While multiculturalism seems evocative of a world of non-communicating ethnic enclaves, diversity - a catch-all that covers everyone from transsexuals to Pakistani grandmothers without attending to the pernickety details - is the chosen vehicle to raise enthusiasm for the relaxed, inclusive, post-everything society that New Labour would like Britain to become (or to appear).

The promotion of diversity is useful in a further way, as a replacement for fighting racism, which too has come to seem passé and negative: why be against something bad when you can be for something good? The idea that a cosy, tolerant society in which diversities coexist happily is evolving or has been created implies that those who deny or challenge this comforting portrait are letting the side down.

Hence Tony Blair's insistence, in reaction to the events on Celebrity Big Brother, that Britons "must oppose racism in all its forms". Any ugly shows of racist prejudice on TV are regrettable because they give the impression that British people are not playing their part in the "happy diversity" show. Blair's likely successor as British prime minister, Gordon Brown, made equally clear what is at stake; during his tour of India, in the eye of a media firestorm, the image of Britain abroad was his fundamental concern rather than what the programme revealed about the country's reality. Britain, Brown stated, "should be seen as a country of fairness and tolerance".

No one would question the aspiration. But if the Jackieys and Danielles of this world view non-whites in a racist manner, could this have anything to do with the prejudiced, ignorant, stereotyped and often downright racist messages they are exposed to from much of the broadcast and print media, and from politicians' more cleverly coded insinuations?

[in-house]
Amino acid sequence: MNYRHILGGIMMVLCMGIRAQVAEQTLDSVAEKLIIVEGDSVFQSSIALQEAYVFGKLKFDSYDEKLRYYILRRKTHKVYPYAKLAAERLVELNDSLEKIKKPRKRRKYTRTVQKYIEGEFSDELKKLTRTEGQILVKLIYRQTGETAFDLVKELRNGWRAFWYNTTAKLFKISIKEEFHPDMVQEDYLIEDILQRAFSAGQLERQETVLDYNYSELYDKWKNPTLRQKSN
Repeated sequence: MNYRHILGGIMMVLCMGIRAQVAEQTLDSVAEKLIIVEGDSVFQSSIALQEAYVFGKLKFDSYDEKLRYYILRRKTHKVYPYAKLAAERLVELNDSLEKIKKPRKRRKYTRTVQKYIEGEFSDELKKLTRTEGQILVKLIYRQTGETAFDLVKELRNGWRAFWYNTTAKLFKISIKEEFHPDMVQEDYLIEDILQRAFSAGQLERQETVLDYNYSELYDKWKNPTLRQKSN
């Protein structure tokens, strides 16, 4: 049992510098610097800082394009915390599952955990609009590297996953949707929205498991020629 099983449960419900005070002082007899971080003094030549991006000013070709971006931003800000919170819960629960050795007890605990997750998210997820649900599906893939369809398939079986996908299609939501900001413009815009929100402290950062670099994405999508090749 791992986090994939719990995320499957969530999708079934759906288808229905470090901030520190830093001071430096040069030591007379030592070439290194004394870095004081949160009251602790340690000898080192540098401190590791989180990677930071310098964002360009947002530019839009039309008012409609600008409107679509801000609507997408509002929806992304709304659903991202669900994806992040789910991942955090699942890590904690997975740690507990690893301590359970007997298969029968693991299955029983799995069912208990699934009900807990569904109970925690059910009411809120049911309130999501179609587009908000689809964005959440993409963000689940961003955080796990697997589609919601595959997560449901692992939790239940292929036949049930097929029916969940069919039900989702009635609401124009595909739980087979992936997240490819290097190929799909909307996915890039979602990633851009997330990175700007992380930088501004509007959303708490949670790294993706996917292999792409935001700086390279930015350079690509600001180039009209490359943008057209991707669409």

Blair and Brown's vision of cosy diversity, after all, stands at total odds with their policy of "managed migration", their denial of the right of asylum, and a security agenda mired in racial profiling. The message to non-whites (and especially Muslims) is: integrate or be cast out of society; side with us, embrace a British way of life (whatever that may be - watching Celebrity Big Brother, presumably), or go back to where you came from.

This is not rhetoric; it is policy. In reality, diversity is - as the saying goes - only skin-deep. It looks great on billboards but does little (as the new head of the government's Commission for Equality and Human Rights, Trevor Phillips, would say, for "social cohesion").

The sad fact emerging from this circus is that in post-multicultural Britain there is really only one way of being racist, or only one form of racism that deserves any attention. It is as if the crass comments made by three third-rate wannabes on a puerile television show have become the exclusive sum of what racism today can be associated with. The persistent discrimination against black and minority ethnic people in this country and the appalling treatment of migrants have been wiped clean of the taint of race. Too often these are attributed to "isolated incidents"; increasingly, would-be "commonsense" views that advocate closed borders or associate immigrants with terrorism are recycled without question.

The outrage may continue to mount over the treatment of Shilpa Shetty, and her own superior merits be proclaimed in a media-driven "backlash". Meanwhile, other less famous "Asians" continue to be stopped at airports, packed into detention centres and deported out of sight. Diversity, after all, has also to make good TV - and for that, Celebrity Big Brother wins hands down over a frank discussion about what racism is really about.